Pakistan is to ask the International Monetary Fund to ease the terms of a 10-billion-dollar loan after enduring the worst floods in its history, a report said on Friday.
Islamabad has concluded that it is now impossible for it to meet the conditions of the lending programme agreed in 2008, said the Financial Times, citing Pakistani officials.
Finance Minister Abdul Hafeez Shaikh will travel to Washington next week to try and persuade the IMF to restructure the current loan or consider new financing, said the report.
“Meeting the IMF performance criteria of the current programme is impossible under the present circumstances,” said a finance ministry official.
“The losses from the floods are huge and we are in no position to meet targets on critical areas such as budget deficit, reducing inflation or even economic growth.”
Another official cited in the paper said the IMF either needed to allow “plenty of relaxations on the current programme” or start discussing a new agreement with criteria more suited to flood-ravaged Pakistan.
The IMF in 2008 approved a rescue package for Pakistan as the country struggled to cope with bloody attacks by Islamic radicals, 30-year-high inflation and fast-depleting reserves.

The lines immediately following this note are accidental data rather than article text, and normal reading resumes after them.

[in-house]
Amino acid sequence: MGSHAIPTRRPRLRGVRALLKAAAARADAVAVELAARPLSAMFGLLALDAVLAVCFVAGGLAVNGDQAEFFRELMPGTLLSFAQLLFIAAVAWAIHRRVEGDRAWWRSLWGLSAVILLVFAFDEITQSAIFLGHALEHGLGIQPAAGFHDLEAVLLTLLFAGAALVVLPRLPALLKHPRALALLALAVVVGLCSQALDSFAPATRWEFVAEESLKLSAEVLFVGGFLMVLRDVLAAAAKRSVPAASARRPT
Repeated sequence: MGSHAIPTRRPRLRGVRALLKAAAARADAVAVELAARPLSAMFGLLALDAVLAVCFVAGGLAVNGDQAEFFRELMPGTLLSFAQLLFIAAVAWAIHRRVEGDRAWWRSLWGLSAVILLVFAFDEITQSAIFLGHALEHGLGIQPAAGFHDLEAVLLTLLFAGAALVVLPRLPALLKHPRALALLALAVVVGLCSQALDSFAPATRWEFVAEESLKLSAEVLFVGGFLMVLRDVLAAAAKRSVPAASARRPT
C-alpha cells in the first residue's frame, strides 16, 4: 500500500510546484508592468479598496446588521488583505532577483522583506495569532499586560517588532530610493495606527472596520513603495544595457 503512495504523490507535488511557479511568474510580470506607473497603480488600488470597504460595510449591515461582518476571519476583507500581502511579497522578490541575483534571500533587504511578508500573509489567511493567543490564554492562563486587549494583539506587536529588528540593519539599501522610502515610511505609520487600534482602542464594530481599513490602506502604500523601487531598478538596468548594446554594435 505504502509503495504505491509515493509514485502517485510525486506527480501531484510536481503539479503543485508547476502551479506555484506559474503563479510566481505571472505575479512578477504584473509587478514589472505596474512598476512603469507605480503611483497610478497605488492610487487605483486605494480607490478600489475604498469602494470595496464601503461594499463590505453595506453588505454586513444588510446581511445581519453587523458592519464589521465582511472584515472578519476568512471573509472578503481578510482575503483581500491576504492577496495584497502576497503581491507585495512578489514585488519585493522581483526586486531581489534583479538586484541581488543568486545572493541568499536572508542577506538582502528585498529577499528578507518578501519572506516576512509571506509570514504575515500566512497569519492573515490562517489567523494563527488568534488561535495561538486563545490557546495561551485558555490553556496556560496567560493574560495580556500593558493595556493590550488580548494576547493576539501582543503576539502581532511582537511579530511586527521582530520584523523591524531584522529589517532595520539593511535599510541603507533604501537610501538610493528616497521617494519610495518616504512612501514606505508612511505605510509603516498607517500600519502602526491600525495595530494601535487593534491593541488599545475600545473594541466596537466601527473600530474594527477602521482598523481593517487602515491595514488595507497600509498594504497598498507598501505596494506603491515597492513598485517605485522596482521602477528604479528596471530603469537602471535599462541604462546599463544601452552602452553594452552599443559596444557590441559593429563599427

So far, Pakistan has received about 7.3 billion dollars (5.7 billion euros) from the IMF loan, said the FT.
The economic damage caused by the floods amounts to at least 43 billion dollars, Pakistani Foreign Minister Shah Mehmood Qureshi told the UN General Assembly’s emergency fund-raising session in New York on Thursday.
Around 4.6 million people are still without shelter following the wave of destruction wreaked by the flooding, according to the UN.
It estimates 20 million people have been affected and a fifth of the country is under water with the risk of cholera, typhoid and hepatitis growing.